Shore You Care

Last weekend I joined a group of bloggers and content creators for a very important cause, a beach clean near Edinburgh on a beach recently reported as the worst for nurdle pollution. Do you know what a nurdle is? If you don't, a nurdle is a small pellet of plastic which serves as the raw material in the manufacture of plastic products. In the photo below is the huge volume collected on a previous beach clean but in reality this doesn't even begin to illustrate the true volume of the amount of these tiny pellets that are polluting our beaches.

Just a 'drop in the ocean' of the sheer number of nurdles polluting our beaches 

The day, organised by Susanne, the lovely blogger behind Adventures Around Scotland was a chance for us all to come together, hear some inspirational talks and do our bit towards helping clean our beaches. We met at the lovely looking DoubleTree by Hilton hotel at Queensferry Crossing. I was unavoidably about fifteen minutes late, thanks to a cancelled train 🙄 so didn't get to see much of it beforehand but luckily didn't miss too much of the first talk of the day. Catherine Gemmell from the Marine Conservation Society UK was the first speaker of the day and also kept us all organised at the beach clean later. It's fair to say she's an inspiration and I think made all of us stop and think about our own impact no matter how good we thought we might have been in our attempt to avoid unnecessary plastics in our lives. Following on from her, and equally inspiring and thought provoking, we then heard from Alasdair Neilson from Fidra, a charity based in East Lothian working on environmental issues affecting the local community, and in the afternoon from Robbie Blyth from Fife Coast and Countryside Trust.

View from the Beach of the Queensferry Crossing 

Before lunch (and our afternoon speaker) though was the main reason we'd gathered together, to do our own beach clean. This was the first time I'd ever taken part in one and whilst I knew what it involved the reality of the amount of rubbish on the beach was just shocking. Some of the rubbish was very obvious but digging a little deeper and more and more became apparent. What was even more shocking were the hundreds and hundreds of nurdles literally everywhere. From afar they look like little pieces of gravel everywhere but sadly they are far more sinister.

Getting our kit ready for the beach clean

nurdles everywhere

The clean itself covered an area of approximately 100 metres, we split into small groups and set off with our gloves, litter pickers and rubbish bags. Each group also had a clipboard with an important checklist for us to check off the items that we found. This ranged from pieces of plastic and polystyrene of various sizes, glass, plastic bottles through to sanitary waste of various kinds. In the end we collected 12 kgs of rubbish between us totalling 1238 items, including 322 plastic cotton buds and hundreds and hundreds of those horrible nurdles. A pretty impressive amount for just over an hour but equally heart-breaking to think we collected that much and yet so much more still remained on that beach after we left.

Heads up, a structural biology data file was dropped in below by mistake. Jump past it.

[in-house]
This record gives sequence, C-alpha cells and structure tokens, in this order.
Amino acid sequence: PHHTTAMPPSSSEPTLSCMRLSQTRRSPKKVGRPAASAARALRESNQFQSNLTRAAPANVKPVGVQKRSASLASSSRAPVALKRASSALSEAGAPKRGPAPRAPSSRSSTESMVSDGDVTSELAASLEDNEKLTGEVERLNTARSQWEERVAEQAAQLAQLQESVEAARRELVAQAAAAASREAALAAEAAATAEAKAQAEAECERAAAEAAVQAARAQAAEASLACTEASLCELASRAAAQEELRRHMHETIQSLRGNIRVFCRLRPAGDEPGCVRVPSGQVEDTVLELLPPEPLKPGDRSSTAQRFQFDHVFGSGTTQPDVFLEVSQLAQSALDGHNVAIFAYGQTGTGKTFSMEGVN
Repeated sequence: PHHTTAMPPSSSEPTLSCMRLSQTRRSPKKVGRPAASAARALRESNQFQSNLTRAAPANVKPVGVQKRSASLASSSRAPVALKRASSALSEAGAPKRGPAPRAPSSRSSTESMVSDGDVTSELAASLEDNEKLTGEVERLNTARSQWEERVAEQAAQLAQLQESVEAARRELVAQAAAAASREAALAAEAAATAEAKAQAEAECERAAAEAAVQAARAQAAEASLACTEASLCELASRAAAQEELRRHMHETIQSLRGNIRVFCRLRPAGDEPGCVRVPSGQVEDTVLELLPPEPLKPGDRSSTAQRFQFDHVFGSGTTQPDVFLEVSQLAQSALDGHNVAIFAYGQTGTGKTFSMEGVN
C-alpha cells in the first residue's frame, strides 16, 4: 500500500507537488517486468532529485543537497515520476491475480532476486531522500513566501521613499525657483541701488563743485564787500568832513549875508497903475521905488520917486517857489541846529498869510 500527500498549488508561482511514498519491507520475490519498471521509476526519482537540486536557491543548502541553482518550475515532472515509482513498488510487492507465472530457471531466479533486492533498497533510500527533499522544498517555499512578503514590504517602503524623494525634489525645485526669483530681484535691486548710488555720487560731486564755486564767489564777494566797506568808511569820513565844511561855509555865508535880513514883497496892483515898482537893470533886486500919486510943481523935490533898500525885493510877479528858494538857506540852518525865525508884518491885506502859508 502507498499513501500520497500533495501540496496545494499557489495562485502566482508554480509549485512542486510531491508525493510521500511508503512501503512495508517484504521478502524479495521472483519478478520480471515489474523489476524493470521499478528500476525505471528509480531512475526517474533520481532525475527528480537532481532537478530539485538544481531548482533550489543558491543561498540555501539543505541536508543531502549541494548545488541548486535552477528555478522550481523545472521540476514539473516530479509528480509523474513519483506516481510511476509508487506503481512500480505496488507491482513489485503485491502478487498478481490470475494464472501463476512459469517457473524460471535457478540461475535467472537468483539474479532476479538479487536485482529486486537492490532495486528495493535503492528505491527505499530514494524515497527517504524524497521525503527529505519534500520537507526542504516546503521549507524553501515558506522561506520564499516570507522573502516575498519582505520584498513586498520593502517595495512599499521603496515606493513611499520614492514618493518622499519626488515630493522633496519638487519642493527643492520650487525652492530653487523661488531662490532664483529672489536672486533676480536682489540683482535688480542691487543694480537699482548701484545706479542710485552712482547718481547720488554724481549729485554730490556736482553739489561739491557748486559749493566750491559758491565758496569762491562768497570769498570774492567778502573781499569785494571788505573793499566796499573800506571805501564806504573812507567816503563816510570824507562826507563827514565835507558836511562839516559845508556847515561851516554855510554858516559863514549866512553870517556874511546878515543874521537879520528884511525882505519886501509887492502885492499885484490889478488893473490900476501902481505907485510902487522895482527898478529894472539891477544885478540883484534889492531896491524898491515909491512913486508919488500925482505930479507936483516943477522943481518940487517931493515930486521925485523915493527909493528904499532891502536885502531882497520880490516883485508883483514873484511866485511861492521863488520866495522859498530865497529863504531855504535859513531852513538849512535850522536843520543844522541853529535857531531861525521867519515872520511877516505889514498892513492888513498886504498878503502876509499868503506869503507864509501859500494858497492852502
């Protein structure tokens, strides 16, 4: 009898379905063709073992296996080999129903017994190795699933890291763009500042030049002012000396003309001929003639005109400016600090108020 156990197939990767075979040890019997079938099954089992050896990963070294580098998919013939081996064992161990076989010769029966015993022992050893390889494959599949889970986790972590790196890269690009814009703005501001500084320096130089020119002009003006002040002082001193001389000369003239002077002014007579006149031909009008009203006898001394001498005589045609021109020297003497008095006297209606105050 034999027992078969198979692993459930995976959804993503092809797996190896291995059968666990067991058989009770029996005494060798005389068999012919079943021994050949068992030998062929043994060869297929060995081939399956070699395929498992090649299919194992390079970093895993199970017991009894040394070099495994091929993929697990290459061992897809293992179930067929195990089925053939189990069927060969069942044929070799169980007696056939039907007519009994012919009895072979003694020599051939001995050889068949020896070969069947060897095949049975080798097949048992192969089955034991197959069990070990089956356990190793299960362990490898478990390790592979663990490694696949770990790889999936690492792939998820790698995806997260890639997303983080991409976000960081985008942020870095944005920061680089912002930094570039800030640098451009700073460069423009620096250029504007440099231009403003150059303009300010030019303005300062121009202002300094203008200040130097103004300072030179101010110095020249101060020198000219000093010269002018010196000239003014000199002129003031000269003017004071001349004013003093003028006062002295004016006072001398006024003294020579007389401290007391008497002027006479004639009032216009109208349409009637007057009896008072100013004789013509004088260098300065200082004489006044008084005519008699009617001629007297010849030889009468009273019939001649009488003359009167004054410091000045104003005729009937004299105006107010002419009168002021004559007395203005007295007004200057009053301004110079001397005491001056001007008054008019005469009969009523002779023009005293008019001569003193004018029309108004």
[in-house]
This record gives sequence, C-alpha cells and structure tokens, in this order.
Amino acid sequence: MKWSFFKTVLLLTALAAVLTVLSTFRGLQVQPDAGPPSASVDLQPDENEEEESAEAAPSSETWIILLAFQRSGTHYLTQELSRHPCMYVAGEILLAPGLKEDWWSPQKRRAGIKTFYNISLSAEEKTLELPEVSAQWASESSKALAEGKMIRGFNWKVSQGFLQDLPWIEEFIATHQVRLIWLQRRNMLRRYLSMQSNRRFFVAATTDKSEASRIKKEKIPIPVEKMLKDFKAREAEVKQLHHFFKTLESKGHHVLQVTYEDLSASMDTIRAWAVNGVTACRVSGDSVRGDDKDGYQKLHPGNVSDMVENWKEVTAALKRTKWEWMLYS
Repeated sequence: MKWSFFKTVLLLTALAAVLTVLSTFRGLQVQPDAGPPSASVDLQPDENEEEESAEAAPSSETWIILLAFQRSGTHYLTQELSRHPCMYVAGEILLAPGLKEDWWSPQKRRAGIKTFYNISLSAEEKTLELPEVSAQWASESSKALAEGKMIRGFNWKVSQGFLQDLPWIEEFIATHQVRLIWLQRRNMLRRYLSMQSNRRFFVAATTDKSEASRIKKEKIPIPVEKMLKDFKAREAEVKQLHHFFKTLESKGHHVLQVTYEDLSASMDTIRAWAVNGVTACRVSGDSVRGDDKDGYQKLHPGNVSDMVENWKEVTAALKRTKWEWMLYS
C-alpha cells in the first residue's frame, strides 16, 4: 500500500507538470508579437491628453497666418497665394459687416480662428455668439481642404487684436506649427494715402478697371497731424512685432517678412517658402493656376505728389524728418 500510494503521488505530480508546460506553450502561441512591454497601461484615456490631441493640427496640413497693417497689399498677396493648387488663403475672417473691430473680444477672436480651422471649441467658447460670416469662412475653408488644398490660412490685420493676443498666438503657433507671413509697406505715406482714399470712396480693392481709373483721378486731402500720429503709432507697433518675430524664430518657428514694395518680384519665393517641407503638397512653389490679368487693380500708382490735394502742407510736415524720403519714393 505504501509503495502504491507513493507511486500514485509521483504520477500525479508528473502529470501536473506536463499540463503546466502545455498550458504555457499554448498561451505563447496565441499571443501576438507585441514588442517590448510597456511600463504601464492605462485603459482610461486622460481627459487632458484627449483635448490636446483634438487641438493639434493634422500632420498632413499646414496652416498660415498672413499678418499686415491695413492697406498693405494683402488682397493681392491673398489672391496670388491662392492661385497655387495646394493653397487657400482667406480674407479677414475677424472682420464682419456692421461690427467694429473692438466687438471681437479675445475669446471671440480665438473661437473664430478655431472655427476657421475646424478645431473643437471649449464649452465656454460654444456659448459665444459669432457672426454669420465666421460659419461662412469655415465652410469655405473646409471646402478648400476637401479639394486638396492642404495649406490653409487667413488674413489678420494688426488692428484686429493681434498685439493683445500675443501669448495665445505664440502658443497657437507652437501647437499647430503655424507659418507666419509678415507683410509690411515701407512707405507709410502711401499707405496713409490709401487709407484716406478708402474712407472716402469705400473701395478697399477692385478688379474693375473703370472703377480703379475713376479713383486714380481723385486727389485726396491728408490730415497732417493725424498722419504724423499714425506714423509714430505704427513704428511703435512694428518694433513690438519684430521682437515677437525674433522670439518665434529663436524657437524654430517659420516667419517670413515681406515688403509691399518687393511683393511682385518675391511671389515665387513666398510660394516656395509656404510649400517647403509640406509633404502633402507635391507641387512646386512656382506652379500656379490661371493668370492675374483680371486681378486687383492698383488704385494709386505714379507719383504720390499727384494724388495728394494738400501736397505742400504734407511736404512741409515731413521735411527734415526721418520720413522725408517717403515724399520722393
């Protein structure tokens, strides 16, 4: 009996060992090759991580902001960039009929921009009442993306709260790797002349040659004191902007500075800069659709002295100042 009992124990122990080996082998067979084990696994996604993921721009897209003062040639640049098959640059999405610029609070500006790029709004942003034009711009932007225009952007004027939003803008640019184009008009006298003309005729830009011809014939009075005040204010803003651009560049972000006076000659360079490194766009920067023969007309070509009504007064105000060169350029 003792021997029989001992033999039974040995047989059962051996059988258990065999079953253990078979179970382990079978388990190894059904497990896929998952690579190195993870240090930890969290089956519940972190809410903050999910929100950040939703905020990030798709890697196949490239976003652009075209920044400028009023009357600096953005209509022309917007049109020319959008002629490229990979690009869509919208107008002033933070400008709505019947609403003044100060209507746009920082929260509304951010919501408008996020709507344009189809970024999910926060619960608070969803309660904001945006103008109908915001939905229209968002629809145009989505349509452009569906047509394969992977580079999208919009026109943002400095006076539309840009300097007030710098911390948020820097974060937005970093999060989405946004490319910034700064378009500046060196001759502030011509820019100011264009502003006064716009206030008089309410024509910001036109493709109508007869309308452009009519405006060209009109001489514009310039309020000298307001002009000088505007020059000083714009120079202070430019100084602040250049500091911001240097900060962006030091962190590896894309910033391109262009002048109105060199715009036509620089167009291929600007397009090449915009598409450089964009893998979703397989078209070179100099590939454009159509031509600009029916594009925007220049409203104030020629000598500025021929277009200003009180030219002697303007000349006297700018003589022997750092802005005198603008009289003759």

My group's bag of rubbish

The message I took from the day was that whilst beach cleans are great and they do help what we all really need to do is think about our use of plastic day to day and try to cut out as much as we possibly can. I knew I was far from perfect but after this day I really realised just how much plastic I use and throw away without giving it a second thought and if I put my mind to it just how much I can reduce my own plastic footprint.

To help you (and me) there's lots you can sign up to and get involved with wherever you are. Firstly the Marine Conservation Society has a #GoPlasticFree challenge for July which you can sign up to here if you're keen. Whilst it's a big undertaking for anyone in our convenience led world it's well worth attempting if you can. Alternatively you can get involved in a beach clean yourself, either joining an organised one near you or arranging your own and in the process help the society continue to collect data about the rubbish polluting our beaches. Check out their site and enter in your postcode for events etc. happening near you. It's not just the Marine Conservation Society who have challenges and events you can join, if you're based in Scotland Fidra have The Great Nurdle Hunt which by joining will help them gain a greater understanding of where they are coming from and just how widespread a problem it is. 

The day didn't end for us there though we were lucky enough to then join a boat tour out into the Firth of Forth and see some of the wildlife our beach clean was helping to save at close quarters. Keep your eye on my blog for a post coming up very soon about that part of our day as well.

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